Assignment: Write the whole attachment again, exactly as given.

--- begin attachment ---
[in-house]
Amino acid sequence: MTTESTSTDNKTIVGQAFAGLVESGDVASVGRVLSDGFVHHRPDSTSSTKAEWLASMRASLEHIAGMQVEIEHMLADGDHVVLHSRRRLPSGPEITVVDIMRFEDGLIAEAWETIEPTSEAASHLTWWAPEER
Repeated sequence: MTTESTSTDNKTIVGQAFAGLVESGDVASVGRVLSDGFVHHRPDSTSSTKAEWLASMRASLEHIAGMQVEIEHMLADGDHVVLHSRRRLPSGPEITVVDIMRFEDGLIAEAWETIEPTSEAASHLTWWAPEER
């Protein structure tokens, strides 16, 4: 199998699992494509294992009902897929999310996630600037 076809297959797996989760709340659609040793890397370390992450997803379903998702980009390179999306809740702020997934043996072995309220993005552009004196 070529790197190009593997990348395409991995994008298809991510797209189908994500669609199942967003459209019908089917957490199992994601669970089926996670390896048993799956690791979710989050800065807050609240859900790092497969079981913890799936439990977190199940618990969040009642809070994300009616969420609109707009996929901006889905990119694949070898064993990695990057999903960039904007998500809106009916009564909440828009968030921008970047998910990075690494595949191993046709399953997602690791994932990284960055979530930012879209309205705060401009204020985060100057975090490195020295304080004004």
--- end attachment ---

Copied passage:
[in-house]
Amino acid sequence: MTTESTSTDNKTIVGQAFAGLVESGDVASVGRVLSDGFVHHRPDSTSSTKAEWLASMRASLEHIAGMQVEIEHMLADGDHVVLHSRRRLPSGPEITVVDIMRFEDGLIAEAWETIEPTSEAASHLTWWAPEER
Repeated sequence: MTTESTSTDNKTIVGQAFAGLVESGDVASVGRVLSDGFVHHRPDSTSSTKAEWLASMRASLEHIAGMQVEIEHMLADGDHVVLHSRRRLPSGPEITVVDIMRFEDGLIAEAWETIEPTSEAASHLTWWAPEER
């Protein structure tokens, strides 16, 4: 199998699992494509294992009902897929999310996630600037 076809297959797996989760709340659609040793890397370390992450997803379903998702980009390179999306809740702020997934043996072995309220993005552009004196 070529790197190009593997990348395409991995994008298809991510797209189908994500669609199942967003459209019908089917957490199992994601669970089926996670390896048993799956690791979710989050800065807050609240859900790092497969079981913890799936439990977190199940618990969040009642809070994300009616969420609109707009996929901006889905990119694949070898064993990695990057999903960039904007998500809106009916009564909440828009968030921008970047998910990075690494595949191993046709399953997602690791994932990284960055979530930012879209309205705060401009204020985060100057975090490195020295304080004004």